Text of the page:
With a slew of new facilities and programs to show off, the health system hasn't seen a need to halt its appeal for more philanthropic dollars. “We had to inspire donors with facilities and programs that didn't exist,” Ms. Bishop said. “We didn't necessarily have the credibility to fulfill our promise because this was an extraordinarily ambitious undertaking. People didn't have proof UH could deliver on that. When we reached 2010, we had tremendous credibility as an organization.”

University Hospitals also is competing successfully with the Clinic, Case Western Reserve University and the region's large performing arts organizations in terms of the quality of fundraising professionals it's recruited, according to Nancy Osgood, a local consultant who works with nonprofits and lectures at Case Western Reserve.

I think they've joined their ranks in terms of being a very competitive buyer of development talent in the marketplace,” Mr. Osgood said. “It's not surprising to me that they're ramping up their fundraising machine in terms of the actual results they're producing.

Plenty of room in the pool

Officials at both the Clinic and University Hospitals shrug off assertions either party could see dips into their own fundraising pools because of the big dollars they're both pursuing. They instead suggest that University Hospitals' mounting philanthropic might and the Clinic's continued success are evidence health care giving is on the upswing after tumbling during recession.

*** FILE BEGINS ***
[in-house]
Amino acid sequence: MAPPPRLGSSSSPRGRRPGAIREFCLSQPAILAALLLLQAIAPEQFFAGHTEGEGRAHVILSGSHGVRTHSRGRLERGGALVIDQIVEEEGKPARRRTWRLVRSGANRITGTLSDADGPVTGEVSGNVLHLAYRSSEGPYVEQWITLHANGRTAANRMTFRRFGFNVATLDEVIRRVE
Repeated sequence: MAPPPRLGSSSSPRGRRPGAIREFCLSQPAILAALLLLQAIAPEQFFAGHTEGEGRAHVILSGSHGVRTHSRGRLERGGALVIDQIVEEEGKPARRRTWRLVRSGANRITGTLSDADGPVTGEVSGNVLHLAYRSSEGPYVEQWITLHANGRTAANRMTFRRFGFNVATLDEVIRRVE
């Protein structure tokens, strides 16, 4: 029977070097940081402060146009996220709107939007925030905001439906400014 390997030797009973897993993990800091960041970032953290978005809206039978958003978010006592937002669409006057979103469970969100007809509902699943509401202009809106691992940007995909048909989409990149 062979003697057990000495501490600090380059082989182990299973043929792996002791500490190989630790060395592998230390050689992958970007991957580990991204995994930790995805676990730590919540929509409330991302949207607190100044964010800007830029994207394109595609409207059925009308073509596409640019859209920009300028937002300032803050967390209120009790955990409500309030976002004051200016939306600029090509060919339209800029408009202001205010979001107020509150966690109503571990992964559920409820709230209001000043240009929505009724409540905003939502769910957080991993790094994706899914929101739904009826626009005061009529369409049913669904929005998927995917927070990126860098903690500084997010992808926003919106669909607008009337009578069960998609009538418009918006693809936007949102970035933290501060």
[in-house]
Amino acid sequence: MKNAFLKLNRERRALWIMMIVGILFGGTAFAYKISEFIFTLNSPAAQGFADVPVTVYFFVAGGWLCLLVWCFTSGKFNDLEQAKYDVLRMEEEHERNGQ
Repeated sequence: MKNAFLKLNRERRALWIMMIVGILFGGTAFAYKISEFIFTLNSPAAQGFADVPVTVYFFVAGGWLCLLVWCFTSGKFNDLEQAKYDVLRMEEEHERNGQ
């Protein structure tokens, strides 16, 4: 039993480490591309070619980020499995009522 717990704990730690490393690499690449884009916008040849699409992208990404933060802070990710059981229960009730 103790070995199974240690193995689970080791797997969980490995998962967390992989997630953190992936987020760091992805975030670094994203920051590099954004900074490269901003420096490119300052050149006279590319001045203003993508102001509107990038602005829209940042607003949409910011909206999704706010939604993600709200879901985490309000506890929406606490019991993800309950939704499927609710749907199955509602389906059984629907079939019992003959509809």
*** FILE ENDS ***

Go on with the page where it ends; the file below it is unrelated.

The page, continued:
In 2011, hospitals and health care organizations raised $8.94 billion — an 8.2% increase over the previous year's numbers, according to the Association for Healthcare Philanthropy. While 2012's totals aren't yet available, the association's Mr. McGinley expects that number to grow as the economy slowly improves and health care organizations look to offset cuts in insurance reimbursements from commercial and government payers.

Other observers suggest the success is a reflection of Northeast Ohio's growing reliance on the health care field as its economic anchor.

“We were struggling for three or four decades to transform ourselves from an economy rooted in smoky industries to one based on services, and here's an indicator we're doing it,” said Stuart Mendel, director of the Center for Nonprofit Policy & Practice at Cleveland State University. University Hospitals' concerted fundraising push hasn't dinged the Clinic's numbers, which have been buoyed since Armando Chardiet, a former University of Pennsylvania Health System fundraising official, took over the Clinic's fundraising operations in 2010.

Officials at both systems noted that donors aren't typically aligned with a particular institution.

Lee Seidman, founder of The Motorcars Group, and his wife, Jane, have made major financial commitments to both the Clinic and UH in recent years. The couple contributed $42 million to University Hospitals' new cancer hospital and $6 million for a new patient tower. The couple pledged $17 million to the Clinic in 2006 to endow a chair in functional neurosurgery and to advance research in areas dealing with the heart and the brain.

Most individuals choose based upon that project in that organization,” said Nelson Wittenmyer, vice chairman of the Clinic's philanthropy institute. “Donors don't see it as one against the other.

Give Now

To find out more about how you can make a difference at UH, contact us: